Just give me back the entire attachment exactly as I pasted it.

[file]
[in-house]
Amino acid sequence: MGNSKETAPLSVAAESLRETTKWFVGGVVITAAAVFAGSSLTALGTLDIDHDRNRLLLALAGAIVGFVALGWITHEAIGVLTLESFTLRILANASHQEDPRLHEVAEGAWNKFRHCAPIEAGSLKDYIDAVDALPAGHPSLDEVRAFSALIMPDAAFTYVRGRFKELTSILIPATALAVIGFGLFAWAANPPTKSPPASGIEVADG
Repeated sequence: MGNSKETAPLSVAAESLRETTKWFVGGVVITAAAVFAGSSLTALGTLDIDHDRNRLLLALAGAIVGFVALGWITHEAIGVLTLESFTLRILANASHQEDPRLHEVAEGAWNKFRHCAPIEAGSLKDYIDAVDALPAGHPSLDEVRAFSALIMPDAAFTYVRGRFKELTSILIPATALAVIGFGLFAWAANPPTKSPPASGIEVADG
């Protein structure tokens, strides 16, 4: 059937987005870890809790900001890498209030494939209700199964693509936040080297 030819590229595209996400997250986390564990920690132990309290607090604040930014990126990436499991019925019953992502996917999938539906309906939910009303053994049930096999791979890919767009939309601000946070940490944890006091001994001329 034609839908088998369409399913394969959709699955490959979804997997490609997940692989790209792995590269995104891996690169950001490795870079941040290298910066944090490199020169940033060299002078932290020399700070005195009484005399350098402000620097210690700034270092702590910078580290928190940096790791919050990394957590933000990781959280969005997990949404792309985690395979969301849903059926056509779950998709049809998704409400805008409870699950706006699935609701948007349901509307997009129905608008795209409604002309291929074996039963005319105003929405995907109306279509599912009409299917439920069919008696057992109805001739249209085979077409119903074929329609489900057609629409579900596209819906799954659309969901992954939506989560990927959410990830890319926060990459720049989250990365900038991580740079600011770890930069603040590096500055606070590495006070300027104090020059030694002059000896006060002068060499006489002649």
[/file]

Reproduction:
[in-house]
Amino acid sequence: MGNSKETAPLSVAAESLRETTKWFVGGVVITAAAVFAGSSLTALGTLDIDHDRNRLLLALAGAIVGFVALGWITHEAIGVLTLESFTLRILANASHQEDPRLHEVAEGAWNKFRHCAPIEAGSLKDYIDAVDALPAGHPSLDEVRAFSALIMPDAAFTYVRGRFKELTSILIPATALAVIGFGLFAWAANPPTKSPPASGIEVADG
Repeated sequence: MGNSKETAPLSVAAESLRETTKWFVGGVVITAAAVFAGSSLTALGTLDIDHDRNRLLLALAGAIVGFVALGWITHEAIGVLTLESFTLRILANASHQEDPRLHEVAEGAWNKFRHCAPIEAGSLKDYIDAVDALPAGHPSLDEVRAFSALIMPDAAFTYVRGRFKELTSILIPATALAVIGFGLFAWAANPPTKSPPASGIEVADG
């Protein structure tokens, strides 16, 4: 059937987005870890809790900001890498209030494939209700199964693509936040080297 030819590229595209996400997250986390564990920690132990309290607090604040930014990126990436499991019925019953992502996917999938539906309906939910009303053994049930096999791979890919767009939309601000946070940490944890006091001994001329 034609839908088998369409399913394969959709699955490959979804997997490609997940692989790209792995590269995104891996690169950001490795870079941040290298910066944090490199020169940033060299002078932290020399700070005195009484005399350098402000620097210690700034270092702590910078580290928190940096790791919050990394957590933000990781959280969005997990949404792309985690395979969301849903059926056509779950998709049809998704409400805008409870699950706006699935609701948007349901509307997009129905608008795209409604002309291929074996039963005319105003929405995907109306279509599912009409299917439920069919008696057992109805001739249209085979077409119903074929329609489900057609629409579900596209819906799954659309969901992954939506989560990927959410990830890319926060990459720049989250990365900038991580740079600011770890930069603040590096500055606070590495006070300027104090020059030694002059000896006060002068060499006489002649």